One of the many revelations in the biography of Steve Jobs from author Walter Isaacson is Jobs' assertion that Android was a "stolen product." According to Hayley Tsukayama's report in The Washington Post, Jobs was furious about Android and vowed to spend all of Apple's cash to destroy it. The problem is Jobs was wrong about Android. Or if he's right, then the iPhone was also a stolen product.
The reason that Steve Jobs was wrong is fairly simple to see if you've watched technology product development over the years. Nearly every product grows on the work done before it and the iPhone (and iPod Touch) are no exception. Apple created a very nice design for the iPhone, a design that was innovative, included new ways of doing things and most of all was attractive. But the iPhone was a derivative of other products, and while it was an improvement over what came before it (as it should be), it still depended on the ideas developed in those earlier products.
You have to ask yourself what it was that Jobs thought made Android a stolen product. Was it the user interface of icons on a screen that launched applications when touched? Palm had that feature years before Apple ever had a phone. Was it the touch-screen? Palm had that, too, although it worked better if you used a stylus, but then, so does the iPhone. Was it the third-party applications? Several handheld devices had that long before the iPhone, including some Windows-driven phones as well as those from Palm. Was it the integration of email and the personal digital assistant? There were a lot of those out there, too, including the BlackBerry devices.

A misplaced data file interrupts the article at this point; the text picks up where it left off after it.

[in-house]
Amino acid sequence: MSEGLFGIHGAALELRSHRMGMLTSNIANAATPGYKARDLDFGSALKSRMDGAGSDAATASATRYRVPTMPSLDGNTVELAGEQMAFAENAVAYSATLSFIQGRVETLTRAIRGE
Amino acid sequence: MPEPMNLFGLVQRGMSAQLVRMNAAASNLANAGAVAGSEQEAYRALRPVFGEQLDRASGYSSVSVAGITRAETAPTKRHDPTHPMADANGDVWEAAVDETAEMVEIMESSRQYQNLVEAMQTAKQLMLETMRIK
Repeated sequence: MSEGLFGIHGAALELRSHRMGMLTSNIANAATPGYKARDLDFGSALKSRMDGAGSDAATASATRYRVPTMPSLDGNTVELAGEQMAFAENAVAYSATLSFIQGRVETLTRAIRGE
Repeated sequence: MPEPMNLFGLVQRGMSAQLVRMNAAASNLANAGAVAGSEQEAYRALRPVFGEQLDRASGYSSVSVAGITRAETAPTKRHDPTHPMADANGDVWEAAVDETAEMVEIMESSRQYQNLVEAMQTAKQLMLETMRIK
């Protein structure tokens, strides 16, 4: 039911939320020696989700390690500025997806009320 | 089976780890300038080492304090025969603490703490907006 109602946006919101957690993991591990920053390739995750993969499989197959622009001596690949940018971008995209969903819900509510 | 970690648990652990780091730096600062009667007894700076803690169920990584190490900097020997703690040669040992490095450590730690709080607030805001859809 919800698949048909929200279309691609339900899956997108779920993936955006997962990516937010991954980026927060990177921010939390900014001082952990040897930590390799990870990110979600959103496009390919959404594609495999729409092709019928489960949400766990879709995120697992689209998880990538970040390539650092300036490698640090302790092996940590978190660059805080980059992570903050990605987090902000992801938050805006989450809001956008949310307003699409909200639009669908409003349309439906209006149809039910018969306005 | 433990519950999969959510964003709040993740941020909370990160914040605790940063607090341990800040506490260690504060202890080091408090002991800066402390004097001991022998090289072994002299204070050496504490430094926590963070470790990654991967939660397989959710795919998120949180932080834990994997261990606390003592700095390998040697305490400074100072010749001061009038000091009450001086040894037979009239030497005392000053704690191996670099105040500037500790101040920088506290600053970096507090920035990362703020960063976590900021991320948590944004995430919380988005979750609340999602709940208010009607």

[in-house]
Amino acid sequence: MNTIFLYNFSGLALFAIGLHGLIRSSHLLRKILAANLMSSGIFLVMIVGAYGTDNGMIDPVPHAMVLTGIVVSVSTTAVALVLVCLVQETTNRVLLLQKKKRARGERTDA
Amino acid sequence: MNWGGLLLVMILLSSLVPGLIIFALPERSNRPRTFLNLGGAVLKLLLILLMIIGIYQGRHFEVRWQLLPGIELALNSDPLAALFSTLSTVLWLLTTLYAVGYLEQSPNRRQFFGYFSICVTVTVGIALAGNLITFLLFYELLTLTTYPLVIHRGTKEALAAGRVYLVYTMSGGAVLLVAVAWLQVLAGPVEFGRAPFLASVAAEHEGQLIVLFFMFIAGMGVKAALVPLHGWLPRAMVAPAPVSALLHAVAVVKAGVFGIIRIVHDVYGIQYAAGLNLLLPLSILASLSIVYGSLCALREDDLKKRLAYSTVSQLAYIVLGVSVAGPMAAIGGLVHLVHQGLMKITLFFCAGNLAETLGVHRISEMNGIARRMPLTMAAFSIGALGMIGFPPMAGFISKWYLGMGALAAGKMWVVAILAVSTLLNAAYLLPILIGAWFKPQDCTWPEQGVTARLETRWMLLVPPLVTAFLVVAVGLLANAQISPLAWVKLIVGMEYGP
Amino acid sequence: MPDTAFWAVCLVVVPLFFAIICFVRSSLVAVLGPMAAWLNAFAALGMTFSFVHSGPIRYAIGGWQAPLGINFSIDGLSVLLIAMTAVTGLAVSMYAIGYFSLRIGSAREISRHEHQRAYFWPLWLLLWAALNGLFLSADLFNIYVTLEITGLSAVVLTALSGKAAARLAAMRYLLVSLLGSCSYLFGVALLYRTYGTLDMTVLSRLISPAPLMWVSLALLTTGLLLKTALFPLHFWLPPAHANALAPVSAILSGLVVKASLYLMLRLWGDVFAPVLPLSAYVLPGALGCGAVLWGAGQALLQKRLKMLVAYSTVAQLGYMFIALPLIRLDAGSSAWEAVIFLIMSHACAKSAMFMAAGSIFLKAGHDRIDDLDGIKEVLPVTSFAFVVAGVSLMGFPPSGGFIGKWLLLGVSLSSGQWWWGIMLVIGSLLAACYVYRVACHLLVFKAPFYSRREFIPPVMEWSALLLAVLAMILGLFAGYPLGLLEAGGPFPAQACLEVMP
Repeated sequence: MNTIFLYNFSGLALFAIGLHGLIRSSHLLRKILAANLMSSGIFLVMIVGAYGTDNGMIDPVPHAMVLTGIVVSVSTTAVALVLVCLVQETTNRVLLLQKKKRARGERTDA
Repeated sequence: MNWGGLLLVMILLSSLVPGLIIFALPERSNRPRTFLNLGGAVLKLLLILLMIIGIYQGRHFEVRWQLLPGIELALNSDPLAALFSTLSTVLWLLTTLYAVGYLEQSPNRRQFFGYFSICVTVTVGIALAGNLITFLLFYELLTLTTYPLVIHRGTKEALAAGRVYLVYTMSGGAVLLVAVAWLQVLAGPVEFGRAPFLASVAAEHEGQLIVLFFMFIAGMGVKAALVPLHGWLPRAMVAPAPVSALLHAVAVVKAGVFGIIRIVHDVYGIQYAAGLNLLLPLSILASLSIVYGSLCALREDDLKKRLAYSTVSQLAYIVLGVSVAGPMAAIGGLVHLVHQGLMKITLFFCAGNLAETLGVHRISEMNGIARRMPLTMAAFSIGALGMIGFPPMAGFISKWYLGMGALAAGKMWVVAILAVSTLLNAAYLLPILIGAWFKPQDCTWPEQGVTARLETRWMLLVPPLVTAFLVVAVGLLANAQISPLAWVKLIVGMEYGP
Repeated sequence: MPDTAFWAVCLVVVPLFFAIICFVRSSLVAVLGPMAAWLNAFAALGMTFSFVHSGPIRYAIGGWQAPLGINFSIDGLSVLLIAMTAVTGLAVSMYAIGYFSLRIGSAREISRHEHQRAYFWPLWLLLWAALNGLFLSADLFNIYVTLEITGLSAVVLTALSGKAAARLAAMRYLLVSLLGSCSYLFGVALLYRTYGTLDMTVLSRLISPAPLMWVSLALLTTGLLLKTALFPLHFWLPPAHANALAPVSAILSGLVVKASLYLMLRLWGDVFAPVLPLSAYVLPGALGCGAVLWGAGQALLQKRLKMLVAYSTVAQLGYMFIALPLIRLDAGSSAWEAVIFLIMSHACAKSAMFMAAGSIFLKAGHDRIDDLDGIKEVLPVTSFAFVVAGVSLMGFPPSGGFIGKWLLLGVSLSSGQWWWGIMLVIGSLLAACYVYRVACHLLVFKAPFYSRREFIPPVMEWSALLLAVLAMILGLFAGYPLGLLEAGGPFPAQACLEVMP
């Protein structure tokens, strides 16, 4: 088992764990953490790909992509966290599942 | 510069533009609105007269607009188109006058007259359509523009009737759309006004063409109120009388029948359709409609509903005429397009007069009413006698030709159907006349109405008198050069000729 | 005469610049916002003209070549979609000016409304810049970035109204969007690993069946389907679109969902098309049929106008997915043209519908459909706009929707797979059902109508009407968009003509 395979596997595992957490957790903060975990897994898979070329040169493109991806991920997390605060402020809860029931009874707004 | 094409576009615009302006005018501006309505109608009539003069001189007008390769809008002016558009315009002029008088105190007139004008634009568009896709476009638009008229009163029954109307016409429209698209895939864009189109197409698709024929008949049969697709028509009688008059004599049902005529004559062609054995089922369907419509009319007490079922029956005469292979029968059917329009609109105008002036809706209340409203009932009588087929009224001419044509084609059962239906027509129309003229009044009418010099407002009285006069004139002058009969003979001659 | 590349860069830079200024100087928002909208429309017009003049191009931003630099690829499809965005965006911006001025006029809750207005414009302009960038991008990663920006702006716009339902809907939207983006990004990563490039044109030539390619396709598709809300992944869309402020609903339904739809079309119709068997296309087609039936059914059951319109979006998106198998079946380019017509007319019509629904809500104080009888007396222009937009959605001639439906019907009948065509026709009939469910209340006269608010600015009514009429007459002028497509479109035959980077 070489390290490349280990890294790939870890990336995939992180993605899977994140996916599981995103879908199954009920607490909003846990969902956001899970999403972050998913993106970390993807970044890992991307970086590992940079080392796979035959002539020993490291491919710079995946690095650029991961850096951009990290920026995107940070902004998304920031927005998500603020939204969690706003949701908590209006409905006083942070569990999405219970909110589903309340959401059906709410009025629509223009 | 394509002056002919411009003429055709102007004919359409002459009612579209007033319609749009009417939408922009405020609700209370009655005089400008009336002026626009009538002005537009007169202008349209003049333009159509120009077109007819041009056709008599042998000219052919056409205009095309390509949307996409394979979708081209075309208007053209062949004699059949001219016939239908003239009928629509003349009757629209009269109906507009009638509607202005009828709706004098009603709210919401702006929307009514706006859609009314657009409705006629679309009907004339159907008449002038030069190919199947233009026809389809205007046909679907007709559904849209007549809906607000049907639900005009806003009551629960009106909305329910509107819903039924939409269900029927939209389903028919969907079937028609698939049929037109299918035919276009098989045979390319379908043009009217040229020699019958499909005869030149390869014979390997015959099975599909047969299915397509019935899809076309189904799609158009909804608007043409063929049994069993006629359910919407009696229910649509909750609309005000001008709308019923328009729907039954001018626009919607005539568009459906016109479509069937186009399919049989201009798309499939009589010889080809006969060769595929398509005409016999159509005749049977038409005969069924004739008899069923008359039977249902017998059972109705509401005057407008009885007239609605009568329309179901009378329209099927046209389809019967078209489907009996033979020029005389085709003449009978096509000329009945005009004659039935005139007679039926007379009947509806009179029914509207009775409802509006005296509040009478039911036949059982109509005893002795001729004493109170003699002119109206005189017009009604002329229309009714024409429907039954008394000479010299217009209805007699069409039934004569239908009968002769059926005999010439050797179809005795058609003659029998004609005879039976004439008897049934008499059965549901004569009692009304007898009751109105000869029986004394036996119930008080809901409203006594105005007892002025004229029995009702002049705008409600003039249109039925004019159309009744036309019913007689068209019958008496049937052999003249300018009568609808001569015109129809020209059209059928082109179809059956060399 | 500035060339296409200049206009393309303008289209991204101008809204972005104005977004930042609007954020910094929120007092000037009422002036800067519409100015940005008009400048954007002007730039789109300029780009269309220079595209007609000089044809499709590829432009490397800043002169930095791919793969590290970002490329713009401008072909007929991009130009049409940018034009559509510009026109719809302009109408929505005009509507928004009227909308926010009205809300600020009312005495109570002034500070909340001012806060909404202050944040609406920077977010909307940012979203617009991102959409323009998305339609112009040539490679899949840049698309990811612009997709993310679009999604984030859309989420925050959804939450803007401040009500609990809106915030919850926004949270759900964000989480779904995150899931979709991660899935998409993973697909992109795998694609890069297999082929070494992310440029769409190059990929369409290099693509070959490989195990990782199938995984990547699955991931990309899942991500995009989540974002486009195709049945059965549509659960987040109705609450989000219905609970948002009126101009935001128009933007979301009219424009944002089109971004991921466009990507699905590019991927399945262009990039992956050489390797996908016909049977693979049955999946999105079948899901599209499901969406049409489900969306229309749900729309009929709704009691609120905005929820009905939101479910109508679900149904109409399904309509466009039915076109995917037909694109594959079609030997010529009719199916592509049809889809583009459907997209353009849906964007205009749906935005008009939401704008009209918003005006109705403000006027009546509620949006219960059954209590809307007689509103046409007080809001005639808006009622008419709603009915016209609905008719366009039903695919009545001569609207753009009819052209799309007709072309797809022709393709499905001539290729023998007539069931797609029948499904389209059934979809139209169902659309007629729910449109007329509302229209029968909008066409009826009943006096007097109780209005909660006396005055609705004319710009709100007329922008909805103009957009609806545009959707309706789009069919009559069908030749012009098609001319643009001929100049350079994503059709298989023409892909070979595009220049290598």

So what exactly is it that Jobs thinks Android took from Apple? The sleek look of the device? Can you patent that? The thin profile? The touch keyboard? Apple didn't invent any of those things, although the company's designers did a masterful job of integrating them into a single product. Perhaps, it was the ability to play music on your device? Nope, Apple wasn't first with that, either.
So why is it that Steve Jobs was so willing to blow his company's cash reserves on an endless marketing and legal campaign to destroy this product? Was it perhaps a statement of Steve Jobs' famous temperament? Perhaps it was his belief that only Apple could have good ideas? It's hard to tell now that Jobs is gone, but Jobs was famous for his temperament as related by Doug Hardy in Forbes.